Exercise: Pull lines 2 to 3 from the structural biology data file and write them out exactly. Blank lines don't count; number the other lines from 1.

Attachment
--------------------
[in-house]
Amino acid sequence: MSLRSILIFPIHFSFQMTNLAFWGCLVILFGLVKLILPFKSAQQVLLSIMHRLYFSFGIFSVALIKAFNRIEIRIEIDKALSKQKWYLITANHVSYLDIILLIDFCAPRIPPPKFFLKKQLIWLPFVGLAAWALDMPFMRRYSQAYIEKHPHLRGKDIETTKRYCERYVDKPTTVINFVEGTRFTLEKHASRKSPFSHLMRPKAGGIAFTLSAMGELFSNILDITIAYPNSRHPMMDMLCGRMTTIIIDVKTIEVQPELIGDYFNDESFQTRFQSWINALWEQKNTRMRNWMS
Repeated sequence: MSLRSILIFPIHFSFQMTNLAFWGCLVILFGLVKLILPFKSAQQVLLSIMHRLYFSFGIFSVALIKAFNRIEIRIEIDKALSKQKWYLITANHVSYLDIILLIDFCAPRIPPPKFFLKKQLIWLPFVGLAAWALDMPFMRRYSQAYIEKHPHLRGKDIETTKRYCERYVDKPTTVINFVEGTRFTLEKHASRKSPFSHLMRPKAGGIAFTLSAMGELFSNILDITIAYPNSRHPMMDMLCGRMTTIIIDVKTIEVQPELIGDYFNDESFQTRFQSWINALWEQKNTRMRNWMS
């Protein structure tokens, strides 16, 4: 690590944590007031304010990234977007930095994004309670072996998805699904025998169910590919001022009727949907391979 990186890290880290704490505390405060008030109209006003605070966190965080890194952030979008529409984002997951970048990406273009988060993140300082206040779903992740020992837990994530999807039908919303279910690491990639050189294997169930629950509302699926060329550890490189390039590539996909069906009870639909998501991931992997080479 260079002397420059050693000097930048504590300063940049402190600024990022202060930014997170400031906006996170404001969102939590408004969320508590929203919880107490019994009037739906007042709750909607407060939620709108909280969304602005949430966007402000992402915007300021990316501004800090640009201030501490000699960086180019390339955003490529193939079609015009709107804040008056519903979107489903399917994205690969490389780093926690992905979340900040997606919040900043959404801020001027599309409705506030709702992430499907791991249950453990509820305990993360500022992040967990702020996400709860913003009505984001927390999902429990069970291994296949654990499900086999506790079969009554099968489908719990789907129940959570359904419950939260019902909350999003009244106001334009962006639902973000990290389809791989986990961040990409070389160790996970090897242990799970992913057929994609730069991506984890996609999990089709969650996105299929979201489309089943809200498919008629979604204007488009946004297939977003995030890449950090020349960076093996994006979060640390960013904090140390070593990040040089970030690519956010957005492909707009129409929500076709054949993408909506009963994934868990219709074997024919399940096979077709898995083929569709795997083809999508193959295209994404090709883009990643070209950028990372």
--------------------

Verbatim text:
Amino acid sequence: MSLRSILIFPIHFSFQMTNLAFWGCLVILFGLVKLILPFKSAQQVLLSIMHRLYFSFGIFSVALIKAFNRIEIRIEIDKALSKQKWYLITANHVSYLDIILLIDFCAPRIPPPKFFLKKQLIWLPFVGLAAWALDMPFMRRYSQAYIEKHPHLRGKDIETTKRYCERYVDKPTTVINFVEGTRFTLEKHASRKSPFSHLMRPKAGGIAFTLSAMGELFSNILDITIAYPNSRHPMMDMLCGRMTTIIIDVKTIEVQPELIGDYFNDESFQTRFQSWINALWEQKNTRMRNWMS
Repeated sequence: MSLRSILIFPIHFSFQMTNLAFWGCLVILFGLVKLILPFKSAQQVLLSIMHRLYFSFGIFSVALIKAFNRIEIRIEIDKALSKQKWYLITANHVSYLDIILLIDFCAPRIPPPKFFLKKQLIWLPFVGLAAWALDMPFMRRYSQAYIEKHPHLRGKDIETTKRYCERYVDKPTTVINFVEGTRFTLEKHASRKSPFSHLMRPKAGGIAFTLSAMGELFSNILDITIAYPNSRHPMMDMLCGRMTTIIIDVKTIEVQPELIGDYFNDESFQTRFQSWINALWEQKNTRMRNWMS